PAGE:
Spartans' Water Polo World All A Twitter

Jack Stewart, a 60-year-old business lobbyist based in Sacramento, California, and Lou Tully, the 65-year old head coach of the nationally-ranked San Jose State University women’s water polo team, born at the onset of Baby Boomer Generation, defy the stereotypes of age and technology. Still in their professional prime, Stewart and Tully grasp consumer durables clearly foreign to them as youngsters and embrace one of today’s new media forms - the social media.

Stewart’s 19-year-old daughter, Allie, is one of 10 freshmen on the Spartans squad, currently ranked sixth in the coaches’ poll prior to the start of the 2009 Mountain Pacific Sports Federation (MPSF) Women’s Water Polo Championship on April 24 at the University of Hawaii’s Duke Kahanumoku Aquatic Center. Allie plays the 2-meter position, the offensive role in front of the opposing team’s goalkeeper. Jack will be in the grandstand in his Twitter persona as “jackstew” tweeting his account of each one of San Jose State’s three matches.

“I work around and in the capitol (Sacramento). When the (state of California) budget hearings were going on in January (2009), one, a reporter for Capital Public Radio started doing a play-by-play of the budget proceedings using I thought, boy, wouldn’t that be a good idea for water polo.  My sister (Betsy Geisel) lives in Pennsylvania, is a huge fan of Allie and follows her water polo career. So, I tried it out on a few early season games,” says Stewart, president of the California Manufacturers and Technology Association that represents manufacturers, processors and technology-based companies in the state.

“Of course, some the players’ parents noticed I was typing into my phone during games and when I explained what I was doing, they began to sign up on Twitter and follow my posts when they were unable to attend a game,” he continues. Age aside, Stewart considers himself technologically proficient. “About a month ago, I sent an email to all the parents inviting them to sign on and be a part of the action when they are unable to attend a game in person. Now, on any given weekend, I have 15-to-20 Spartan fans following my tweets.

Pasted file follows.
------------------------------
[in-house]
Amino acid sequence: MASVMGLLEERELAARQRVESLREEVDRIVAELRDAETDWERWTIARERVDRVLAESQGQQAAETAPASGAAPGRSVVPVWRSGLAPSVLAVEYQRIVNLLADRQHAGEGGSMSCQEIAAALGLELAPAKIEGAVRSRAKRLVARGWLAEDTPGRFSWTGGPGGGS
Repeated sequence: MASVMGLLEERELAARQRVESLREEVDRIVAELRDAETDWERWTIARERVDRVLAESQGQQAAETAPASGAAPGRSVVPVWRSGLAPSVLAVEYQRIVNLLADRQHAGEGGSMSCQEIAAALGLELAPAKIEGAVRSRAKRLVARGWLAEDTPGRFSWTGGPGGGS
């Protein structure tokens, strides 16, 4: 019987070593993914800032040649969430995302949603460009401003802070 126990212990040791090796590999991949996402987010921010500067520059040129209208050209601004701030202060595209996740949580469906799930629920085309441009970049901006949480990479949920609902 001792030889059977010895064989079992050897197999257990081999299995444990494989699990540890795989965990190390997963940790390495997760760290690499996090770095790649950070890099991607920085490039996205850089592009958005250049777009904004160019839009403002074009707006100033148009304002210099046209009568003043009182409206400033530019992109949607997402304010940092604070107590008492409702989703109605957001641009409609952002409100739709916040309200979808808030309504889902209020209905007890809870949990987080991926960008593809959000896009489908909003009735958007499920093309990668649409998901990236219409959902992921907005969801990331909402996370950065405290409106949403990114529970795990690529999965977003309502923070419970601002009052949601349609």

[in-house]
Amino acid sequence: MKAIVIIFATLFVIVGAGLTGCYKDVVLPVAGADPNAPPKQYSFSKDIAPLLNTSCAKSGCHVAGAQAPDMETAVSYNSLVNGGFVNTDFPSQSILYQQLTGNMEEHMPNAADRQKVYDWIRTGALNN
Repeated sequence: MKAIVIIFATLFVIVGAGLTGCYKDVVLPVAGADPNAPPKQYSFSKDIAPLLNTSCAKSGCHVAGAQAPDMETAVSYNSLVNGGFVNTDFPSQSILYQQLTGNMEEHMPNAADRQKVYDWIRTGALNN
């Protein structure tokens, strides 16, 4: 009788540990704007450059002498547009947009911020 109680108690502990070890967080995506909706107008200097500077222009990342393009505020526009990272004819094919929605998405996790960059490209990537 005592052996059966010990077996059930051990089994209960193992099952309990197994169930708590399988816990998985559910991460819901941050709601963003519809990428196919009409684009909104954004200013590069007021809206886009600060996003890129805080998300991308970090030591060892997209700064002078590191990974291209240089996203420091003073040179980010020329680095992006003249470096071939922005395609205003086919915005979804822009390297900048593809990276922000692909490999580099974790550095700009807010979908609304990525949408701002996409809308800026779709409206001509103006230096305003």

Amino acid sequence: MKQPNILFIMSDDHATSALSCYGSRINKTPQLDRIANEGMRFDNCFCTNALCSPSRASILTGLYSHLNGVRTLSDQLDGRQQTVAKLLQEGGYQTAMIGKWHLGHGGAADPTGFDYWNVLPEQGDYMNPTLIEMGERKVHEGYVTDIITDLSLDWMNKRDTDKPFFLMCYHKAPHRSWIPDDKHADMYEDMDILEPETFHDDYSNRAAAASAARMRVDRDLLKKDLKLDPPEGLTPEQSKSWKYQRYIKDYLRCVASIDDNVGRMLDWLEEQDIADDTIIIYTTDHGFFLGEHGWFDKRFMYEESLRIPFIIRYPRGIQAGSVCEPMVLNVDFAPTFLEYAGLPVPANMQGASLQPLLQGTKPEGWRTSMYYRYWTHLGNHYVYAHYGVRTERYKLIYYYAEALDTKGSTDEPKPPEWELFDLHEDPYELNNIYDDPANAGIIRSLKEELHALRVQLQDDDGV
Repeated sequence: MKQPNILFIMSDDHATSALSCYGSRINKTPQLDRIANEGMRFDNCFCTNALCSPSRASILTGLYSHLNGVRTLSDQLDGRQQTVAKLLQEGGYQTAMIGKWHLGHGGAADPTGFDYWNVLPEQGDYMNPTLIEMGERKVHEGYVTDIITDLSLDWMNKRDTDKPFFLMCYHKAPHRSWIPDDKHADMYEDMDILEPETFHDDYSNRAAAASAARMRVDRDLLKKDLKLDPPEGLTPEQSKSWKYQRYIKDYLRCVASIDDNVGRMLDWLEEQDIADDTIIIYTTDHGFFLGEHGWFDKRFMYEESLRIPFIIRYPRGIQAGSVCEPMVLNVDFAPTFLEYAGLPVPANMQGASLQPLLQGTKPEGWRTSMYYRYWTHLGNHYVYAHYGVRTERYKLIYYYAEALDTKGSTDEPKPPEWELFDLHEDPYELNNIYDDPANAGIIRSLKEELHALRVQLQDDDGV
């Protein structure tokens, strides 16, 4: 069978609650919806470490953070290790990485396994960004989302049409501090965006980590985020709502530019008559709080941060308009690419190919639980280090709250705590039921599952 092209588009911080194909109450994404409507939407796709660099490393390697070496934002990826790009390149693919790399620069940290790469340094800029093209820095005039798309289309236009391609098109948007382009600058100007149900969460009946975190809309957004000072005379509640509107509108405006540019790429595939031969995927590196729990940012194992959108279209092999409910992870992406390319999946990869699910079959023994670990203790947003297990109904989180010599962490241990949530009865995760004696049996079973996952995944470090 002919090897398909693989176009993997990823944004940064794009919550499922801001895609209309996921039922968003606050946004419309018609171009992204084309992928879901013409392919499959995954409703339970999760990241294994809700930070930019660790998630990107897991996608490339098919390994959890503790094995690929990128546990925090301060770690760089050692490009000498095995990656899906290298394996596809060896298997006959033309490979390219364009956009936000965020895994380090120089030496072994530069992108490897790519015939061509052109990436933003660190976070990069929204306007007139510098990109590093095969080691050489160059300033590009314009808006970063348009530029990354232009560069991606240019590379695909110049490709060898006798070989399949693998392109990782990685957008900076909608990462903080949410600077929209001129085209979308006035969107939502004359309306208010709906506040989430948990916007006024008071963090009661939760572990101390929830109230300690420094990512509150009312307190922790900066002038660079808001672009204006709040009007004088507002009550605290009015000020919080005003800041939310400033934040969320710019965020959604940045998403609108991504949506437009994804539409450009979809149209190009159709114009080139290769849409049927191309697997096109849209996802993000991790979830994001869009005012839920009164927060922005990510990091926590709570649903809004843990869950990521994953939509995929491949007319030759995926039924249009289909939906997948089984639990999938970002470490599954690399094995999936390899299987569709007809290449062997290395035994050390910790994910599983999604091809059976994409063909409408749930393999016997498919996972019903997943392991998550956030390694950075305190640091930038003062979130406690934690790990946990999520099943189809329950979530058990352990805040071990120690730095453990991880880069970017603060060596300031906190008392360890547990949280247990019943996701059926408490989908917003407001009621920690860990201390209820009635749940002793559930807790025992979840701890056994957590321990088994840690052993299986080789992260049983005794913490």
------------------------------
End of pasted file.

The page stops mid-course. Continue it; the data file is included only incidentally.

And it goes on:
“I originally thought about giving tidbits of the game like scores and kickouts. As I got a few games under my belt, I got more and more detailed. I was posting times and scores and everything along the way,” says Stewart. At San Jose State’s final regular season match, a 14-5 win at #10-ranked UC Davis, Stewart pounded his cell phone with 92 tweets in 82 minutes of real time. Unlike Allie who warms up with her teammates before a match, “jackstew” to the Twitter universe needs no time to get his two thumbs ready for action.


Lou Tully is the only head coach San Jose State has had for women’s water polo since the program’s initiation in 1996. The 1967 graduate played for the 1963 through 1965 Spartans’ men’s water polo teams.

Among the many relics in his office is a black-and-white photo of him wailing away as a member of the locally-known band, Big Bop & The Choppers. Specializing in 1950’s rock and roll, former high school physical education teachers and sports coaches at San Jose’s Oak Grove High School patterned their style after better-known groups - Sha Na Na and Butch Whacks and the Glass Packs. One of Tully’s singing partners was Green Bay Packers Super Bowl-winning coach Mike Holmgren.

“(At one time) Mike was my mic partner. He really could sing and I had to stand far enough away from the mic, because I sang in R-sharp,” laughs Tully about the band that had 14 different members and performed from 1973 to 2000, four years into his reign as the Spartans’ top water polo master.

The UC Davis victory on April 18 was the 200th in the history of San Jose State women’s water polo - a program that has finished in the top-10 national rankings seven of the last eight seasons, all with Tully at the helm.

When the Spartans go for win #201 against #5-ranked University of California in the first round of the MPSF Championship, the head coach will be in his San Jose home intently glued to his computer with pen and paper totally reliant on thumbs of Jack Stewart to tweet the action as it happens.

In August 2008, Tully was diagnosed with multiple myeloma a cancer of the plasma cell, vital to the immune system producing antibodies to help fight infection and disease.